Milnacipran for Migraine (uncommon preventive drug series)

Milnacipran for Migraine (uncommon preventive drug series)

Click for the full list of the 50 uncommon migraine preventives

What is Milnacipran?

Milnacipran is a serotonin-norepinephrine reuptake inhibitor (SNRI). Therefore, it inhibits the reuptake of serotonin and norepinephrine.  

Milnacipran is a prescription medication that is FDA-approved to treat fibromyalgia. It is also used off-label, at times, for the treatment of major depressive disorder (MDD) and migraine.

How Does Milnacipran Work?

Milnacipran works by inhibiting the reuptake of serotonin and norepinephrine. By increasing the concentration of these two neurotransmitters that are involved in pain and mood regulation, milnacipran may help to reduce pain and improve mood. 

Milnacipran as a Potential Treatment Option for Migraine

As stated earlier, milnacipran is not approved by the FDA for the treatment of migraine, but it is still prescribed off-label for chronic, refractory cases at the discretion of the prescribing physician. It may also be beneficial for those with concomitant fibromyalgia and migraine.

In one study published in the Journal of Pain, milnacipran was effective in reducing pain in individuals with chronic migraine and comorbid fibromyalgia. It is important to note that its effects on migraine alone were not studied.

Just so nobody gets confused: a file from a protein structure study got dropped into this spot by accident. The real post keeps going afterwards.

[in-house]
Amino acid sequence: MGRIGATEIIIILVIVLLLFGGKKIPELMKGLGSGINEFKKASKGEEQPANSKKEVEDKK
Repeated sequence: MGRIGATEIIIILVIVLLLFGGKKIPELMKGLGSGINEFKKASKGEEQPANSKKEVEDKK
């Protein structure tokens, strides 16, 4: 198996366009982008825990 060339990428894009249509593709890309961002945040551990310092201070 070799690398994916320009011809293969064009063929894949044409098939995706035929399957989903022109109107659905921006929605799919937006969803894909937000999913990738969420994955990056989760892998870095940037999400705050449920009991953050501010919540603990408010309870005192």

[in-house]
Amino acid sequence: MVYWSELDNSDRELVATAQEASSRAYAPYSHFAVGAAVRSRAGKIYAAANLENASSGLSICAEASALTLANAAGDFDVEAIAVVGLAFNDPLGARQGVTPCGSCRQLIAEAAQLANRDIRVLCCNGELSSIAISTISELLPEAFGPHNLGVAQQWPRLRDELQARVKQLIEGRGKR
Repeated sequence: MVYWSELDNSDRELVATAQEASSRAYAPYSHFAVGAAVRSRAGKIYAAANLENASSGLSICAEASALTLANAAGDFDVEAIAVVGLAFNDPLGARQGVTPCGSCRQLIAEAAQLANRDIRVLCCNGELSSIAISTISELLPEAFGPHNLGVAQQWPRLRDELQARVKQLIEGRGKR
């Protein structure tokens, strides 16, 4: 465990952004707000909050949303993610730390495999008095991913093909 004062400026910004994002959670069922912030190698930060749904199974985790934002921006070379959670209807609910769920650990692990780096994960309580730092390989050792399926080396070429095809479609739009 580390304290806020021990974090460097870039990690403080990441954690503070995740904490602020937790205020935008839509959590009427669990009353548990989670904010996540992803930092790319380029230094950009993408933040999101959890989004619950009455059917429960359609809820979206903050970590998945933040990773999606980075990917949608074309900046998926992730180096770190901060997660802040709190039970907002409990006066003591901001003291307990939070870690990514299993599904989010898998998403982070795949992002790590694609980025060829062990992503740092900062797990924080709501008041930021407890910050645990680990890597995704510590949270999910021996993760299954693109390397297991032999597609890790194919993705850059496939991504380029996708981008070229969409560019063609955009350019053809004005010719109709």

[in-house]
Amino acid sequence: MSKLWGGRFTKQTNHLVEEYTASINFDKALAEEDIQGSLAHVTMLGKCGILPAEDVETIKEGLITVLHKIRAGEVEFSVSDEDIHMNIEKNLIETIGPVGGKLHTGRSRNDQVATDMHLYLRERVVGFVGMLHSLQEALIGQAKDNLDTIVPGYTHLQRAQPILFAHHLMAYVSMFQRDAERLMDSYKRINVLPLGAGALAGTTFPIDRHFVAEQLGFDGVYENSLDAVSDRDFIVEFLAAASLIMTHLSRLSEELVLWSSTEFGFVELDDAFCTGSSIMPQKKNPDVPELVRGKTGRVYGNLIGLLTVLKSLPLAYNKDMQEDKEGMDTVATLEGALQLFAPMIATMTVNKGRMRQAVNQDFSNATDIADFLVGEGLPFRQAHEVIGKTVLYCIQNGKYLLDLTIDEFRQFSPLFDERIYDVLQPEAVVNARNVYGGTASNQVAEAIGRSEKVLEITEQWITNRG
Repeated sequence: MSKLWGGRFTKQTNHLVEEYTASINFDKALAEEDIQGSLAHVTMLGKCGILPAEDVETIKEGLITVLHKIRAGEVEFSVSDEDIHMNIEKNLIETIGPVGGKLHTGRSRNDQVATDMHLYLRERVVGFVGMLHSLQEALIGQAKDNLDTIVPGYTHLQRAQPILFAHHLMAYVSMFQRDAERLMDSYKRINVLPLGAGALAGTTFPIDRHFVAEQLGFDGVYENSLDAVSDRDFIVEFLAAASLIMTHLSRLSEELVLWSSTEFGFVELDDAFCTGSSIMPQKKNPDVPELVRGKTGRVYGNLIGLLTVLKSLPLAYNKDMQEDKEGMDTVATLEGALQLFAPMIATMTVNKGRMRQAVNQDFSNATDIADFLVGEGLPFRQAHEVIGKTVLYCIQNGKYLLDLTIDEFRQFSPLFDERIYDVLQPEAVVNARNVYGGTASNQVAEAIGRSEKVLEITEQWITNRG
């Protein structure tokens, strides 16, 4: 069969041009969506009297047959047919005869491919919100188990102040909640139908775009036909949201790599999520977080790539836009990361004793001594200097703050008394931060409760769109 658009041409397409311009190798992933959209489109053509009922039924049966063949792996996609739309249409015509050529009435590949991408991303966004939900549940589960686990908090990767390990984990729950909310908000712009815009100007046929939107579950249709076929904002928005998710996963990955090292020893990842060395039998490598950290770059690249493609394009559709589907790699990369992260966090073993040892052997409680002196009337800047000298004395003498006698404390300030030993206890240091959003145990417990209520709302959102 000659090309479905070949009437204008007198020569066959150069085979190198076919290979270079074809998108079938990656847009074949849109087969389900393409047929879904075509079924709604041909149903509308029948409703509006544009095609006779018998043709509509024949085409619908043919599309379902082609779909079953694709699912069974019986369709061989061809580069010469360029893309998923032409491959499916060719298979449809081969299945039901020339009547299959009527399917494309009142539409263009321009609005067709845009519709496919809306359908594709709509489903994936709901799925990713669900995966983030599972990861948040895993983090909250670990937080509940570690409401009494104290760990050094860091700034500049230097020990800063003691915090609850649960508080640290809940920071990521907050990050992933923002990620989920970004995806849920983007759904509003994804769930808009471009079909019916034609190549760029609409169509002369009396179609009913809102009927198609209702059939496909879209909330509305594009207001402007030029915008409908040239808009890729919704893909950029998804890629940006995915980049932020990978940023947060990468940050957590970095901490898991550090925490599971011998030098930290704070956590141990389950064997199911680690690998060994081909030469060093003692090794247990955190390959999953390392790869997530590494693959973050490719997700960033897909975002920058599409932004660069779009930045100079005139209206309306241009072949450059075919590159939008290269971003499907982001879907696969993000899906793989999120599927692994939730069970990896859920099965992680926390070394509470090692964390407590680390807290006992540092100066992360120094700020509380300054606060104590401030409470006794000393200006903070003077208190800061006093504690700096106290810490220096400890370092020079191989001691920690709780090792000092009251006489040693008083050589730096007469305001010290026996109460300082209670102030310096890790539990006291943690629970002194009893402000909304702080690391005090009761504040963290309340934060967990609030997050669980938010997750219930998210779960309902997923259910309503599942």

In another prospective cohort, open-label study, milnacipran was associated with a significant reduction in headache and migraine frequency, especially in those with episodic migraine.


More studies need to be done as the evidence is still scarce.

Potential Side Effects of Milnacipran

Common side effects of milnacipran include nausea, headache, dry mouth, insomnia, and constipation. If you experience any severe side effects or have concerns about taking this medication, it is important to speak with your healthcare provider.

Other Considerations for Milnacipran

Do not use milnacipran if you have used an MAO inhibitor in the past 14 days.

Risk of serotonin syndrome if used with triptans, but unlikely. Speak to your healthcare provider.

This is a cursory understanding of uncommon migraine medications. This is only to be used as a resource to go to your neurologist with. 

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